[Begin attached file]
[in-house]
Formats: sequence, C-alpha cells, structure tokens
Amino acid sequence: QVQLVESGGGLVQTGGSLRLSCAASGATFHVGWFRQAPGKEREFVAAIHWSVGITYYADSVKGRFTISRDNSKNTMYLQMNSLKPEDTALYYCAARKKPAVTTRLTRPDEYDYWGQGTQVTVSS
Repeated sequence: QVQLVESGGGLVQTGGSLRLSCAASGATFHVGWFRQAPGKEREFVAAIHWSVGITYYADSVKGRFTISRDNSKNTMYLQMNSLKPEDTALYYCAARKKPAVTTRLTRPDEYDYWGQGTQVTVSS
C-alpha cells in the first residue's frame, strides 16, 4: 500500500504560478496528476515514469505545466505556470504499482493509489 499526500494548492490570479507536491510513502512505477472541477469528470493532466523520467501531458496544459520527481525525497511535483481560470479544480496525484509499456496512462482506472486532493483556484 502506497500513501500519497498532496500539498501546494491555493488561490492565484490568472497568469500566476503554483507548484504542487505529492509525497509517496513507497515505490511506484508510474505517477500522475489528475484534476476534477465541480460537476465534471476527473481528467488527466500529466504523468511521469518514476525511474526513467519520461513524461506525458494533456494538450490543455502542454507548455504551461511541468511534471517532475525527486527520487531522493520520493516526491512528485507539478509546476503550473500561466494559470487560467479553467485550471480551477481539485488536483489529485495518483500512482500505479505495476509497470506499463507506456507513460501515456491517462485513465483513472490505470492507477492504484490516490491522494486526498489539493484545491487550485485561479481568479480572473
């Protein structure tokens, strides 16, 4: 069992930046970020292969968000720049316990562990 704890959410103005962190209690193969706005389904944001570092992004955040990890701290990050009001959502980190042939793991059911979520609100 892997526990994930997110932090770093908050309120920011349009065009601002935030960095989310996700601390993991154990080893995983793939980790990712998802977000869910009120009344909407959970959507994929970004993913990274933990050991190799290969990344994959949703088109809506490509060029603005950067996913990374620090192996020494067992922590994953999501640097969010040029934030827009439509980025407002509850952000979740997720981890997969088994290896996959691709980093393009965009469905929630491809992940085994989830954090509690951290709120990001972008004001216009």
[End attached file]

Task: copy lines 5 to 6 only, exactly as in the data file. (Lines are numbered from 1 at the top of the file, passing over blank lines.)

C-alpha cells in the first residue's frame, strides 16, 4: 500500500504560478496528476515514469505545466505556470504499482493509489 499526500494548492490570479507536491510513502512505477472541477469528470493532466523520467501531458496544459520527481525525497511535483481560470479544480496525484509499456496512462482506472486532493483556484 502506497500513501500519497498532496500539498501546494491555493488561490492565484490568472497568469500566476503554483507548484504542487505529492509525497509517496513507497515505490511506484508510474505517477500522475489528475484534476476534477465541480460537476465534471476527473481528467488527466500529466504523468511521469518514476525511474526513467519520461513524461506525458494533456494538450490543455502542454507548455504551461511541468511534471517532475525527486527520487531522493520520493516526491512528485507539478509546476503550473500561466494559470487560467479553467485550471480551477481539485488536483489529485495518483500512482500505479505495476509497470506499463507506456507513460501515456491517462485513465483513472490505470492507477492504484490516490491522494486526498489539493484545491487550485485561479481568479480572473
């Protein structure tokens, strides 16, 4: 069992930046970020292969968000720049316990562990 704890959410103005962190209690193969706005389904944001570092992004955040990890701290990050009001959502980190042939793991059911979520609100 892997526990994930997110932090770093908050309120920011349009065009601002935030960095989310996700601390993991154990080893995983793939980790990712998802977000869910009120009344909407959970959507994929970004993913990274933990050991190799290969990344994959949703088109809506490509060029603005950067996913990374620090192996020494067992922590994953999501640097969010040029934030827009439509980025407002509850952000979740997720981890997969088994290896996959691709980093393009965009469905929630491809992940085994989830954090509690951290709120990001972008004001216009």